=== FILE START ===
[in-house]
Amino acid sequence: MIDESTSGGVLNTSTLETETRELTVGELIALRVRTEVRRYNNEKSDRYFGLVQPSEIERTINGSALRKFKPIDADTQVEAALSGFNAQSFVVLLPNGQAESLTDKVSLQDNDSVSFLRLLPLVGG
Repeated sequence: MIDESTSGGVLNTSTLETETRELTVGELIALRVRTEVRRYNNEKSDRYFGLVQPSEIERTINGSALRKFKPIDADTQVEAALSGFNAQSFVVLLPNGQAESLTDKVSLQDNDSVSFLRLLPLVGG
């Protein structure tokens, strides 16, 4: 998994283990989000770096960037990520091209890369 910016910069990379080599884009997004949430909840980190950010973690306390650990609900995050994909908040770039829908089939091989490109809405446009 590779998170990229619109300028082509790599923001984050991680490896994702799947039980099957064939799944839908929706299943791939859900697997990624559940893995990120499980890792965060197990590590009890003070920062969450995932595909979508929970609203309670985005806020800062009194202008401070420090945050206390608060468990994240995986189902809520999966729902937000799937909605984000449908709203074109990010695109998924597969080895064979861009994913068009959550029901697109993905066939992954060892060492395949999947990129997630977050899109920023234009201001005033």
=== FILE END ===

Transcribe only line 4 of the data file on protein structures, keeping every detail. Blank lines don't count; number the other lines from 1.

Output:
């Protein structure tokens, strides 16, 4: 998994283990989000770096960037990520091209890369 910016910069990379080599884009997004949430909840980190950010973690306390650990609900995050994909908040770039829908089939091989490109809405446009 590779998170990229619109300028082509790599923001984050991680490896994702799947039980099957064939799944839908929706299943791939859900697997990624559940893995990120499980890792965060197990590590009890003070920062969450995932595909979508929970609203309670985005806020800062009194202008401070420090945050206390608060468990994240995986189902809520999966729902937000799937909605984000449908709203074109990010695109998924597969080895064979861009994913068009959550029901697109993905066939992954060892060492395949999947990129997630977050899109920023234009201001005033």